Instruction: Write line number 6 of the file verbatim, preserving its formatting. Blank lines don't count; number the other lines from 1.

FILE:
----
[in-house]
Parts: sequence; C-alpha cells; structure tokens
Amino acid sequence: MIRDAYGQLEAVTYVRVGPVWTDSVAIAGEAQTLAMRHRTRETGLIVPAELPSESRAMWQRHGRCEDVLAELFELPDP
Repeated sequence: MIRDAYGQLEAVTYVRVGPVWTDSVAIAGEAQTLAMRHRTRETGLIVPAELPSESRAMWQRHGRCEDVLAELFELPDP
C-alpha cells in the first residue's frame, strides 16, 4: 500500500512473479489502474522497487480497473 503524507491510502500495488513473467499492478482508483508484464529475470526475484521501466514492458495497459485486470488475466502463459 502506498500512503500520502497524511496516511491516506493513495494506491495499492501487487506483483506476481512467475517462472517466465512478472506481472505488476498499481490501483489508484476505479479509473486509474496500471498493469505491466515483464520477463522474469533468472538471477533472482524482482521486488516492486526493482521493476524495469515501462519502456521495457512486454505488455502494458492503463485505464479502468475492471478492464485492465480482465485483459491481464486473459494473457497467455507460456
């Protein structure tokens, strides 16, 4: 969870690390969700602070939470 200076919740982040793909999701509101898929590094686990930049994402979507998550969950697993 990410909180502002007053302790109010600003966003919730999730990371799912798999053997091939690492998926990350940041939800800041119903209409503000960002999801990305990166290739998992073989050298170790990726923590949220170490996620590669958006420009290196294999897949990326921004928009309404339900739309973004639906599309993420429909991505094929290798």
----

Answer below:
């Protein structure tokens, strides 16, 4: 969870690390969700602070939470 200076919740982040793909999701509101898929590094686990930049994402979507998550969950697993 990410909180502002007053302790109010600003966003919730999730990371799912798999053997091939690492998926990350940041939800800041119903209409503000960002999801990305990166290739998992073989050298170790990726923590949220170490996620590669958006420009290196294999897949990326921004928009309404339900739309973004639906599309993420429909991505094929290798």